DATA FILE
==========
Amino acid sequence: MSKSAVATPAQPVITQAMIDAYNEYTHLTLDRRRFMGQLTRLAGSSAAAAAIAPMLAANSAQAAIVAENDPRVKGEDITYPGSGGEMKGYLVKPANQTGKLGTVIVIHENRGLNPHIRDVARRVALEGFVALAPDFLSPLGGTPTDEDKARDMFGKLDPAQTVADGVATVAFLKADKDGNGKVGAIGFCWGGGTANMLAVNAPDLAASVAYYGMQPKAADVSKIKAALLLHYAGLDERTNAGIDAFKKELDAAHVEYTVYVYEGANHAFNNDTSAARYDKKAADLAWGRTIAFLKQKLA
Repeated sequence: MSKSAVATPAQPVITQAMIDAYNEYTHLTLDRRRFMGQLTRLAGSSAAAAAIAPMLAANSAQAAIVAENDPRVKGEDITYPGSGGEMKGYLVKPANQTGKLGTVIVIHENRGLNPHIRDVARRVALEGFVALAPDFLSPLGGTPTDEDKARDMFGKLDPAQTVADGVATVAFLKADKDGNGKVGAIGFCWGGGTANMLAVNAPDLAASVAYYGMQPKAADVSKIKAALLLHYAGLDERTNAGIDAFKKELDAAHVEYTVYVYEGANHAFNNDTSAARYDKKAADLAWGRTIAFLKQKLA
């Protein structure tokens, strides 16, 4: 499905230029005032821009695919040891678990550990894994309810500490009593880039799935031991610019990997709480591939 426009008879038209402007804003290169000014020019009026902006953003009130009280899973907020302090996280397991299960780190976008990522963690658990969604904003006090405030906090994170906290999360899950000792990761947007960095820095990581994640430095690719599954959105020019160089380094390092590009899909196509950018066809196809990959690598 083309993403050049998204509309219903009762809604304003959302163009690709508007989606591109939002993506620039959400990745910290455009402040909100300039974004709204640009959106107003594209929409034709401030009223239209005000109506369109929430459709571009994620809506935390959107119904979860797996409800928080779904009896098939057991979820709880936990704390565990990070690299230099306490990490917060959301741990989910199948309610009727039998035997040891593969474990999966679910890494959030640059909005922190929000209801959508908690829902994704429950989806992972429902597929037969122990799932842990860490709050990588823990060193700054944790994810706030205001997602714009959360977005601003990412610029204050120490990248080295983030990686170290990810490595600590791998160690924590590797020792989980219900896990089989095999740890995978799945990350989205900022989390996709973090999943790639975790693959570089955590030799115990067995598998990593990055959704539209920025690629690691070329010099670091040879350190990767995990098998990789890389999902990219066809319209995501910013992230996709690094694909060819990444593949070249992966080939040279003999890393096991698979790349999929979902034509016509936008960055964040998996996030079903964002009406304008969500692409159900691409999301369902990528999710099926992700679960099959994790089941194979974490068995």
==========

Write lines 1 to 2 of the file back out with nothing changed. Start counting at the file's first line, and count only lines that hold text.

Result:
Amino acid sequence: MSKSAVATPAQPVITQAMIDAYNEYTHLTLDRRRFMGQLTRLAGSSAAAAAIAPMLAANSAQAAIVAENDPRVKGEDITYPGSGGEMKGYLVKPANQTGKLGTVIVIHENRGLNPHIRDVARRVALEGFVALAPDFLSPLGGTPTDEDKARDMFGKLDPAQTVADGVATVAFLKADKDGNGKVGAIGFCWGGGTANMLAVNAPDLAASVAYYGMQPKAADVSKIKAALLLHYAGLDERTNAGIDAFKKELDAAHVEYTVYVYEGANHAFNNDTSAARYDKKAADLAWGRTIAFLKQKLA
Repeated sequence: MSKSAVATPAQPVITQAMIDAYNEYTHLTLDRRRFMGQLTRLAGSSAAAAAIAPMLAANSAQAAIVAENDPRVKGEDITYPGSGGEMKGYLVKPANQTGKLGTVIVIHENRGLNPHIRDVARRVALEGFVALAPDFLSPLGGTPTDEDKARDMFGKLDPAQTVADGVATVAFLKADKDGNGKVGAIGFCWGGGTANMLAVNAPDLAASVAYYGMQPKAADVSKIKAALLLHYAGLDERTNAGIDAFKKELDAAHVEYTVYVYEGANHAFNNDTSAARYDKKAADLAWGRTIAFLKQKLA